In their fourth collaboration (beginning with A Poke in the I, rev. 7/01), Janeczko and Raschka offer readers fifty poems, from the early Middle Ages (400-1000 AD) to the overlapping postmodern and contemporary movements (1945 to the present). That all the poems are about objects unifies the collection; their chronological organization provides structure (there is no index, however; and the lack of information on place of origin detracts from the reader's understanding of the diversity of the collection). Raschka's soft, impressionistic watercolors showcase each poem, often encasing it inside curved or straight lines, or, for the opening (Eloise Greenfield's "Things") and closing (Naomi Shihab Nye's "Famous") poems, containing them within soft blue frames. But he also visually encourages continuous reading. In "A Solitary Wildgoose" Cui Tu writes: "Line after line has flown back over the border. Where are you headed all by yourself?" The accompanying image, an encircled-in-blue white goose, repeats throughout, nudging readers to a page-turn as they head to the next poem. Expect variety in the selections, from old favorites such as "My Shadow" by Robert Louis Stevenson to "Grainfield" by Ibn 'Iyad ("Look at the ripe wheat / bending before the wind // like squadrons of horsemen / fleeing in defeat, bleeding / from the wounds of the poppies") to Pablo Neruda's "Ode to a Stamp Album." betty carter (c) Copyright 2015. The Horn Book, Inc., a wholly owned subsidiary of Media Source, Inc. No redistribution permitted.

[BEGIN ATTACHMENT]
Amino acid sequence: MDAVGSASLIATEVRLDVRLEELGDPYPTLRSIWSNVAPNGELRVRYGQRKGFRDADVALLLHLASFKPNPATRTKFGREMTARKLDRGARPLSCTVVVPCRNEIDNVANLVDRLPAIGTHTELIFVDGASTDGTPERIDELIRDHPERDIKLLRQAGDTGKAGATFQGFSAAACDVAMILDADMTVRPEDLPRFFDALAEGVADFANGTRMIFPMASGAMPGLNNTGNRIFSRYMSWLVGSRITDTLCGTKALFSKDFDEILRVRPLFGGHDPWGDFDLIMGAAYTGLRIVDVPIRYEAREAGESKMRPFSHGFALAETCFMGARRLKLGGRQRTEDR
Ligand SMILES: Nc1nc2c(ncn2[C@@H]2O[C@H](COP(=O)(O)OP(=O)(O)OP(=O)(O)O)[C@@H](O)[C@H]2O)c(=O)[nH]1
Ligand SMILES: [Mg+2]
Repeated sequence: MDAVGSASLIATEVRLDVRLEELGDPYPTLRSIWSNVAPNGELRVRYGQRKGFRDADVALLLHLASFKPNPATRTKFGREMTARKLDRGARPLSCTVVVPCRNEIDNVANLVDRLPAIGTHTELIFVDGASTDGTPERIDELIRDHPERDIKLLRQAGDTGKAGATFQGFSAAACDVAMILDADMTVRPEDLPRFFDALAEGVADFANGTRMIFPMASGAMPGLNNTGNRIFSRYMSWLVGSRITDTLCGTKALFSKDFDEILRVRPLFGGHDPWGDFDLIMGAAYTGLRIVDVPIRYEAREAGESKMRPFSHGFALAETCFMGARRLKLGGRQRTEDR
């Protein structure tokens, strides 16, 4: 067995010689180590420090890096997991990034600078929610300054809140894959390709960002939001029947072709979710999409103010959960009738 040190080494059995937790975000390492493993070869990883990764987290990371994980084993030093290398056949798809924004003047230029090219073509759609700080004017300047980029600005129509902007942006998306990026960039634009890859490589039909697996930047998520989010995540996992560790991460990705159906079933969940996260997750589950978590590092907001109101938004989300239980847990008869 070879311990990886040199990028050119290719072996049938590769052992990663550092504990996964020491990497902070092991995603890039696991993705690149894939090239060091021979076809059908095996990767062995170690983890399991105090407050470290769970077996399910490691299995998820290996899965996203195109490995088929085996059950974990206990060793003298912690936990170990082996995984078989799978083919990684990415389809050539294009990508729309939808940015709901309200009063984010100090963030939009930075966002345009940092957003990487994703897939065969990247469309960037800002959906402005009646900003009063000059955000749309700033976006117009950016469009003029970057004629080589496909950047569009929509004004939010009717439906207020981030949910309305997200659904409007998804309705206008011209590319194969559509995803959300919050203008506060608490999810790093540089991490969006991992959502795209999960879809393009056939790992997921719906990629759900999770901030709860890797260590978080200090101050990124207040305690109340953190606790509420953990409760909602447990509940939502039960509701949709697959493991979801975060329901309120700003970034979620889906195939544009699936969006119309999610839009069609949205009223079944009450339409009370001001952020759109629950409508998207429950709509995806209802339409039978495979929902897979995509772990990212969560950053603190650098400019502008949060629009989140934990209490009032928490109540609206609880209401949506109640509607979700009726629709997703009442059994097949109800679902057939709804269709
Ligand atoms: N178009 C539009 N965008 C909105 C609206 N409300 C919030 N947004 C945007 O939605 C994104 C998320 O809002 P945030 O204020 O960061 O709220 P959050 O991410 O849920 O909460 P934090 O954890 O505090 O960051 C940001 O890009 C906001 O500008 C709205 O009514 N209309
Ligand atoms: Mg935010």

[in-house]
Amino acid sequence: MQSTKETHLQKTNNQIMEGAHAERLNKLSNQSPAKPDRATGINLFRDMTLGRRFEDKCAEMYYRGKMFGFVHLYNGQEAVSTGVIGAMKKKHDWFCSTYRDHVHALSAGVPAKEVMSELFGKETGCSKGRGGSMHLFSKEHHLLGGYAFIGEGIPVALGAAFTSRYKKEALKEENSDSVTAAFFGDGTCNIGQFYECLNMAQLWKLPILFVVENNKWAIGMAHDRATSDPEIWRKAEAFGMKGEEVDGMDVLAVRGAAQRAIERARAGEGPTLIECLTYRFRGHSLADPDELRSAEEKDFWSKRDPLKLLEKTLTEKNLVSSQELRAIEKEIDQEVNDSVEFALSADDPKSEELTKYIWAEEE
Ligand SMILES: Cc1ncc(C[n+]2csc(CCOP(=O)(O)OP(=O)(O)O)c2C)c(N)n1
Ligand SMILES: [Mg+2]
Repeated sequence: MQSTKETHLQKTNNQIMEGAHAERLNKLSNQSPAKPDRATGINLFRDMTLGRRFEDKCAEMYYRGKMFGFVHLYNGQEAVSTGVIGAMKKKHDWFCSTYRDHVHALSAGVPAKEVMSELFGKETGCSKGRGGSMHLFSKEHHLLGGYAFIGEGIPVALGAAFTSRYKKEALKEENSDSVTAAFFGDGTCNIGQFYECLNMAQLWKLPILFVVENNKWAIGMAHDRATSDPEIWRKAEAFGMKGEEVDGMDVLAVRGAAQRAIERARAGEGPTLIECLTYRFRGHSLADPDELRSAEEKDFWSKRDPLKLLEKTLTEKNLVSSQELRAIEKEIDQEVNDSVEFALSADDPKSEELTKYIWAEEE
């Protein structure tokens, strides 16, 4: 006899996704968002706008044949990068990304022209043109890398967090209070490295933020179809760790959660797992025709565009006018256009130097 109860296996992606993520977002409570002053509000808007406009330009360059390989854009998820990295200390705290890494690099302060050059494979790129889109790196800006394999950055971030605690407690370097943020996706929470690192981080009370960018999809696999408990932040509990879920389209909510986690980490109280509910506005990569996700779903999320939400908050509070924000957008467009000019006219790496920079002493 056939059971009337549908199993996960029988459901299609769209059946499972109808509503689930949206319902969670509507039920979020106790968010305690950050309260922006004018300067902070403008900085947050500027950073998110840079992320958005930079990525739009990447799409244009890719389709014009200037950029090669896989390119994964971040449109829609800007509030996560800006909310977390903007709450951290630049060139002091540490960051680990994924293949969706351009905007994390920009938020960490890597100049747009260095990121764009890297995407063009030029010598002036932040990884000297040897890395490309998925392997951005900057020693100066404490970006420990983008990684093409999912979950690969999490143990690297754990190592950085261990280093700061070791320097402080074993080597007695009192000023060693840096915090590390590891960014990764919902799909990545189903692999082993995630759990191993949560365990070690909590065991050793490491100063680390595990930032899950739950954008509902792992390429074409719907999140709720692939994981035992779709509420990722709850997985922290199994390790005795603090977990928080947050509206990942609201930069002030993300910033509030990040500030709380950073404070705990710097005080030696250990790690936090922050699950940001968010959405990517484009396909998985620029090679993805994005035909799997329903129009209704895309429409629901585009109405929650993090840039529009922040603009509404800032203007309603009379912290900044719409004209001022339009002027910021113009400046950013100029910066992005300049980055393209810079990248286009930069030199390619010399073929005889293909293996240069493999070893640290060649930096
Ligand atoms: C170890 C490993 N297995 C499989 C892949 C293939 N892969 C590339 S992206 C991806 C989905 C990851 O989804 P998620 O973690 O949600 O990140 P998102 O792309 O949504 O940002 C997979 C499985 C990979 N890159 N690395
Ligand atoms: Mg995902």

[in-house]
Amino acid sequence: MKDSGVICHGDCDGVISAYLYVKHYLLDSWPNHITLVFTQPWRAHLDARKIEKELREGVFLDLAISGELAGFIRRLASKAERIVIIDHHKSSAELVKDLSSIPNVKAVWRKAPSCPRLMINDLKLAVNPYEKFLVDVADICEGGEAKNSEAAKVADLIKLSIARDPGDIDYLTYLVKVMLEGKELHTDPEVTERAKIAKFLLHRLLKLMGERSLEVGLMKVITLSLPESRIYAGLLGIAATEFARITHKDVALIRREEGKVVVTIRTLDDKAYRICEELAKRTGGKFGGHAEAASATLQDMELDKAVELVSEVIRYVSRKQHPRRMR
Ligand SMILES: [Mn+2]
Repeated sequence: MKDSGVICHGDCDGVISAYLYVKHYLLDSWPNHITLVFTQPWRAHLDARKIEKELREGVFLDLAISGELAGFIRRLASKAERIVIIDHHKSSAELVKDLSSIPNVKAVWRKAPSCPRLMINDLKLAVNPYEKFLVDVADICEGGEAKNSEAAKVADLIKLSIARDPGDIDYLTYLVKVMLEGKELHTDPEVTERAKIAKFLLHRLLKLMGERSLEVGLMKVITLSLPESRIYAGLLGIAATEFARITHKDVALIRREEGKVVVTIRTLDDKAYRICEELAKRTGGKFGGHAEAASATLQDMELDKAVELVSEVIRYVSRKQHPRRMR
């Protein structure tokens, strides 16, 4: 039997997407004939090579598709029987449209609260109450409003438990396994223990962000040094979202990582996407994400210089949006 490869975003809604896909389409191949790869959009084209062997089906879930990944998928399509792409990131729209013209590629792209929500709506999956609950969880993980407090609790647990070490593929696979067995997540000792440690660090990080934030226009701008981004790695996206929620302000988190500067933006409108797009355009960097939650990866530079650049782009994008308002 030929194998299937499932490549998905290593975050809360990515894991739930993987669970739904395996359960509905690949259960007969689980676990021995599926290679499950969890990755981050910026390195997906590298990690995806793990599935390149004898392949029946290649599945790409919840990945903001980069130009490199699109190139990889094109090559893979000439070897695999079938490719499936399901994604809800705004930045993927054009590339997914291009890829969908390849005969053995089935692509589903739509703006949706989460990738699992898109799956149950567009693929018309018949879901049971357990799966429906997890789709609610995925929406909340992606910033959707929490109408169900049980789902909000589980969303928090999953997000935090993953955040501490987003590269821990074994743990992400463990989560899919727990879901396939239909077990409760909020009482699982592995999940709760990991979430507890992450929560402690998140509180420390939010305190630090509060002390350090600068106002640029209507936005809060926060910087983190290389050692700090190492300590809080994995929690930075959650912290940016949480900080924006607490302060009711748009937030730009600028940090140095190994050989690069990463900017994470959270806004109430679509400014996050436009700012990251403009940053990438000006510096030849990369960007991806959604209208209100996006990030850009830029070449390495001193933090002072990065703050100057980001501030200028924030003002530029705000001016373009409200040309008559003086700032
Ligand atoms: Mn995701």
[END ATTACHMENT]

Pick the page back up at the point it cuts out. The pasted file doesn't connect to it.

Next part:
(c) Copyright The Horn Book, Inc., a wholly owned subsidiary of Media Source, Inc. No redistribution permitted.
Review by Kirkus Book Review

Janeczko and Raschka reunite for a fourth anthology, featuring poems spanning two millennia. The unifying conceitall the poems focus on objectshas a grounding effect, helping readers perceive linkages among the poets across centuries. As Janeczko observes in a pithy introduction, poems are grouped within nine sections named for major periods of Western cultural history, such as the Renaissance and the Enlightenment. Nonetheless, he "could not ignore the strong poemsfound from Eastern poets." The 13th-century Persian poet Rumi observes a candle, "made to become entirely flame." Seventeenth-century Japanese master Basho muses, "Midnight frost / I'd borrow / the scarecrow's shirt." Twelve women are represented, including Phillis Wheatley, Christina Rossetti and Sylvia Plath. Some poems are famous: William Carlos Williams' "The Red Wheelbarrow" is here, as well as Robert Burns' "A Red, Red Rose." Less familiar choices are poignant, even cheeky: John Updike's "Lament, for Cocoa" rues, "The scum has come. / My cocoa's cold." Raschka's playful watercolors on crisp, white backgrounds distill both images and emotions from the poems. In "The Cat and the Moon," he visually parallels William Butler Yeats' lines, the cat's eyes echoing the crescent moon's shape. The white goose of Cui Tu's "A Solitary Wildgoose" appears throughout, flying alone until uniting with a flock on the back endpapers. Another winning collaboration from two luminaries. (acknowledgements) (Picture book/poetry. 8-12) Copyright Kirkus Reviews, used with permission.

Copyright (c) Kirkus Reviews, used with permission.